See more synonyms for blackjack on
  1. a short, leather-covered club, consisting of a heavy head on a flexible handle, used as a weapon.
  2. Cards.
    1. twenty-one(def 4).
    2. Also called natural.(in twenty-one) an ace together with a ten or a face card as the first two cards dealt.
    3. a variety of twenty-one in which any player can become dealer.
  3. black flag(defs 1, 2).
  4. a small oak, Quercus marilandica, of the eastern U.S., having a nearly black bark and a wood of little value except for fuel.
  5. a large drinking cup or jug for beer, ale, etc., originally made of leather coated externally with tar.Compare bombard(def 7).
  6. caramel or burnt sugar for coloring spirits, vinegar, coffee, etc.
  7. Mineralogy. a dark, iron-rich variety of sphalerite.
verb (used with object)
  1. to strike or beat with a blackjack.
  2. to compel by threat.

Origin of blackjack

First recorded in 1505–15; black + jack1


[pur-shing or for 2, -zhing]
  1. John JosephBlackjack, 1860–1948, U.S. general: commander of the American Expeditionary Forces in World War I.
  2. Military.
    1. a 46-ton (42 metric tons) U.S. heavy tank of 1944–52, with a five-man crew and a 90mm gun.
    2. a two-stage surface-to-surface ballistic missile. Unabridged Based on the Random House Unabridged Dictionary, © Random House, Inc. 2018

Related Words for blackjack

intimidate, pressure, force, influence, threaten

Examples from the Web for blackjack

Contemporary Examples of blackjack

Historical Examples of blackjack

  • "On we went then," said Aylward, after a long pull at his blackjack.

    The White Company

    Arthur Conan Doyle

  • There would be a game of blackjack going on somewhere there about now.

    The Martian Cabal

    Roman Frederick Starzl

  • The fact that it had been a blackjack that had hit him was important.

    Out Like a Light

    Gordon Randall Garrett

  • I must have that girl, dad, or this town is a blackjack swamp forevermore.

  • "Blackjack" Donnely had made that clear in his trial in Texas.

    The Penal Cluster

    Ivar Jorgensen (AKA Randall Garrett)

British Dictionary definitions for blackjack


  1. a truncheon of leather-covered lead with a flexible shaft
  1. (tr) to hit with or as if with a blackjack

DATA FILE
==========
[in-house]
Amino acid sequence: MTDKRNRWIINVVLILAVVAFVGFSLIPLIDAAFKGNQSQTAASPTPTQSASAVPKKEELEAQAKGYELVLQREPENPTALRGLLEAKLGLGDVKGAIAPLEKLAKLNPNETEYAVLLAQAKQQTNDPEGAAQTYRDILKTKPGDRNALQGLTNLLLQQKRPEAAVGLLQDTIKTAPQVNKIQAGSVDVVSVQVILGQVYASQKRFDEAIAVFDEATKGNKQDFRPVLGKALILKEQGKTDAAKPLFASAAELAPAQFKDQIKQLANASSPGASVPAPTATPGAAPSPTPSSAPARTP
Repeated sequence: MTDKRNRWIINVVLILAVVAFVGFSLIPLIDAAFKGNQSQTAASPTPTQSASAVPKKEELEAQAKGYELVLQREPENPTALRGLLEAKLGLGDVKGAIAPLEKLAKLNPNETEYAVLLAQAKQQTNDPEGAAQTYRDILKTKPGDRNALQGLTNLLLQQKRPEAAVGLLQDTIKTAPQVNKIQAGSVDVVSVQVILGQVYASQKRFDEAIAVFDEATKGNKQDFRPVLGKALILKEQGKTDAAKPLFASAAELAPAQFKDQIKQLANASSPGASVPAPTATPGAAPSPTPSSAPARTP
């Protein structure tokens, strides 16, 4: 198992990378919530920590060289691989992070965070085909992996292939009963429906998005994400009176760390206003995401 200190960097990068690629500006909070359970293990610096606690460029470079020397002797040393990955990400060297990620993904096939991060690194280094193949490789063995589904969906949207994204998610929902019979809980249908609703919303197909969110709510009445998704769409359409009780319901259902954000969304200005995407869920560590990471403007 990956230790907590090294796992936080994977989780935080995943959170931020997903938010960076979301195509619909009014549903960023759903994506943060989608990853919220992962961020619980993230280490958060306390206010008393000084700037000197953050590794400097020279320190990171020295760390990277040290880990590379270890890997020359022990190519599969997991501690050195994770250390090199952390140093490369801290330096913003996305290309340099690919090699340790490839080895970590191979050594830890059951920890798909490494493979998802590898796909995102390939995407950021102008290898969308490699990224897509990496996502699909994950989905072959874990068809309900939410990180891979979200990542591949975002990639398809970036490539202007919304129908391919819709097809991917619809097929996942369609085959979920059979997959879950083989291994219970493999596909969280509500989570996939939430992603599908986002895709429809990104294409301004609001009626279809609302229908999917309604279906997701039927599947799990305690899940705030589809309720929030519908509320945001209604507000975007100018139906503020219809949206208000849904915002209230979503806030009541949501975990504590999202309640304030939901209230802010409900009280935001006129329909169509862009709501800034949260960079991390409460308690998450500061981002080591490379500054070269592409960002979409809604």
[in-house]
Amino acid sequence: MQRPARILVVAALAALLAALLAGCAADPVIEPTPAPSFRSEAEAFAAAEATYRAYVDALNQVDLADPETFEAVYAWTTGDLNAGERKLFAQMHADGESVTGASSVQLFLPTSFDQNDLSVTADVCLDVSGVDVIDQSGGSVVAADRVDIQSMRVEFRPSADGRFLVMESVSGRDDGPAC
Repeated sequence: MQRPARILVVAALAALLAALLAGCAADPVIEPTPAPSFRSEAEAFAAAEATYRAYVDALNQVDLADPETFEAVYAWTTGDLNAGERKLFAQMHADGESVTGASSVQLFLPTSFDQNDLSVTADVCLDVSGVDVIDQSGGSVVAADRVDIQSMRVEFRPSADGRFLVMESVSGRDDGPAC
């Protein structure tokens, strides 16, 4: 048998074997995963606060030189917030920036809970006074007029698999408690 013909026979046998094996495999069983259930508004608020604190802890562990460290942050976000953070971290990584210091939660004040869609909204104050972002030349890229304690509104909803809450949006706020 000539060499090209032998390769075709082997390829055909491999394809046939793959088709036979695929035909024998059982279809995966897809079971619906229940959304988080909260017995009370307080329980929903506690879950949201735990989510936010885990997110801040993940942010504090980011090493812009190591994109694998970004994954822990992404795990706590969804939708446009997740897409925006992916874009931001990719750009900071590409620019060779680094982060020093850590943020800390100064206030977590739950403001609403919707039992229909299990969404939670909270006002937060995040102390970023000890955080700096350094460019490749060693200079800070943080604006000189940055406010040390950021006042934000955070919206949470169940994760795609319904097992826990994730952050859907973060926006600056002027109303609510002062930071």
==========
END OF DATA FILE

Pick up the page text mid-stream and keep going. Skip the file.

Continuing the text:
2. (tr) to compel (a person) by threats

Word Origin for blackjack

C19: from black + jack 1 (implement)


noun cards
  1. pontoon or any of various similar card games
  2. the ace of spades

Word Origin for blackjack

C20: from black + jack 1 (the knave)


  1. a dark iron-rich variety of the mineral sphalerite

Word Origin for blackjack

C18: from black + jack 1 (originally a miner's name for this useless ore)


  1. a small oak tree, Quercus marilandica, of the southeastern US, with blackish bark and fan-shaped leavesAlso called: blackjack oak

Word Origin for blackjack

C19: from black + jack 1 (from the proper name, popularly used in many plant names)


  1. a tarred leather tankard or jug

Word Origin for blackjack

C16: from black + jack ³


  1. John Joseph, nickname Black Jack. 1860–1948, US general. He was commander in chief of the American Expeditionary Force in Europe (1917–19)


  1. a US ballistic missile capable of carrying a nuclear or conventional warhead
Collins English Dictionary - Complete & Unabridged 2012 Digital Edition © William Collins Sons & Co. Ltd. 1979, 1986 © HarperCollins Publishers 1998, 2000, 2003, 2005, 2006, 2007, 2009, 2012

Word Origin and History for blackjack

used in many senses since 16c., earliest is possibly "tar-coated leather jug for beer" (1590s), from black (adj.) + jack in any of its many slang senses. The weapon so called from 1889; the card game by 1900.

Online Etymology Dictionary, © 2010 Douglas Harper